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When making a cake from a box mix, I see that soda can be used instead of eggs and oil. What is the science behind this, and what are the properties of oil and eggs that the soda is replacing?

Here's an example of this substitution being mentioned (from ehow)

Reduce the fat in a cake by using soda to replace the oil and eggs, as well as the water. The cake will still have a tender and moist crumb, but will be somewhat chewier than usual. A diet soda may be used rather than regular soda, which will further reduce the total calories in the cake.

Edit: Here are some links to similar recipes

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Do you have an example from a better source? Sure you can dump soda in your batter, but I would expect it to be as similar to good cake as Koolaid is to freshly pressed juice. And ehow is not known for quality information. – rumtscho Feb 29 '12 at 22:02
@rumtscho Alright, added a couple more links to some recipes. I had trouble finding a place that gave an explanation. – Kryptic Feb 29 '12 at 22:17
I have done this many times. I think it tastes great. I find the only down side is that it falls apart just a bit more if made in a 9x 13 pan. But this also happens if I make it with my powdered eggs. So I tend to make the soda/cake mix into cupcakes. We all love them just as much. Sometimes I do it for less calories and sometimes I do it because I need to save my eggs for other recipes. I find it moist, yummy and a great dessert recipe – user13929 Oct 14 '12 at 23:21
I also wondered why this works. My daughter and I have both tried this with various flavors of cake mixes and soda, and it is delicious and moist. I don't know WHY it works, I just know it does! – user36818 Jul 14 '15 at 2:38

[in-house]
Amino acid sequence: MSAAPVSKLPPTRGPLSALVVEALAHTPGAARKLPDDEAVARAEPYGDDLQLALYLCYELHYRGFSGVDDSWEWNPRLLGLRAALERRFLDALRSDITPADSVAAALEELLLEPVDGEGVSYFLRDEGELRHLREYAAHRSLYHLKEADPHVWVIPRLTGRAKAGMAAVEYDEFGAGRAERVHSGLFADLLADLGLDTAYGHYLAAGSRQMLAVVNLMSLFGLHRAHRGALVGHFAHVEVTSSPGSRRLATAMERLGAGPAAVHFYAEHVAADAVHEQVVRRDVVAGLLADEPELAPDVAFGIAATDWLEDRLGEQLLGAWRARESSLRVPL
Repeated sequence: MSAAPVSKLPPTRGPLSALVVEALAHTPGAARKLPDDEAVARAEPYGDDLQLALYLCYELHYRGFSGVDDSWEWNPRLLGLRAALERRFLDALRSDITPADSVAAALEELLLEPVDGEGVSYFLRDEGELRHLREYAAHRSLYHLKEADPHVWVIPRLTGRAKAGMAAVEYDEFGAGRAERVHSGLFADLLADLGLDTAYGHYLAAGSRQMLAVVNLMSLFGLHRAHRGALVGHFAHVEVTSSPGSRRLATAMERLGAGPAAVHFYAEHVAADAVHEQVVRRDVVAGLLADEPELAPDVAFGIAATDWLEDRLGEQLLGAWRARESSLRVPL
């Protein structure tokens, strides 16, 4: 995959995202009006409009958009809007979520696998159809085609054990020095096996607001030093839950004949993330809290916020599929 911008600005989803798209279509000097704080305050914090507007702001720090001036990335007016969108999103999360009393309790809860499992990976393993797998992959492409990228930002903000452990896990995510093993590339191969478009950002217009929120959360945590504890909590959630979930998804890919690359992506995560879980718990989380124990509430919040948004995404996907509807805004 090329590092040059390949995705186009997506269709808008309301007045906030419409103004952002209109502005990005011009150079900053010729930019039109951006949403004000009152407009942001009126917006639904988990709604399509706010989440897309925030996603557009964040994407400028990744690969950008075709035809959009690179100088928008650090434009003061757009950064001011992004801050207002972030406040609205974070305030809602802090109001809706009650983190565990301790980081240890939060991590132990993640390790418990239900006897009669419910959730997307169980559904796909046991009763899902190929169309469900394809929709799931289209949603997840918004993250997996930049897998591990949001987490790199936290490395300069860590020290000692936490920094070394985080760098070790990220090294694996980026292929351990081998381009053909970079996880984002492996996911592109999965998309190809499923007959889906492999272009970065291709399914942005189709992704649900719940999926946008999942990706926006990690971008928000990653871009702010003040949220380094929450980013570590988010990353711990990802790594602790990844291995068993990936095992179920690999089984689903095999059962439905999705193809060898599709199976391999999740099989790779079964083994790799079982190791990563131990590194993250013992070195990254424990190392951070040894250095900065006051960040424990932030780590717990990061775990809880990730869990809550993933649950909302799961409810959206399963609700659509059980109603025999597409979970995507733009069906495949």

up vote 11 down vote accepted

There are lots of people who have a rather simplistic approach to nutrition and think that removing fat and calories makes you healthy. Then they go through recipes for things they want to eat, replace the sources of fat with something which doesn't have fat and doesn't make the result outright inedible, and declare their recipe a success. I think this is what happened here.

In a cake, eggs provide leavening, moisture, smoothness, own flavor, and enhancement of other flavors. Oil provides smoothness and enhancement of other flavors (and possibly its own flavor, if not netural). And while it is not water based, it keeps the moisture in the cake from evaporating, so it makes the cake less dry.

If you are a "simplistic nutritionist" without all this information, you can approximate some of the effects with soda. It will provide moisture, and it will also provide some leavening because it is fizzy. It will provide some flavor of its own too, but frankly, I find the rather chemical flavor of soda to be unpleasant. And it won't have any fat. In the eyes of the simplistic nutritionist, it has successfully replaced the oil and eggs while reducing fat and calories.

From the point of view of a baker, the cake will be a disaster, and won't even deserve the label cake. It will dry out quickly because it has no fat. It will have a bland flavor. Its texture will be terrible. They say "more chewy?" It will miss both the protein structure and the emulsifying agents provided by the eggs. It will be essentially an overwhelmingly sweet quickbread with no redeeming qualities. From a culinary point of view, it will be terrible.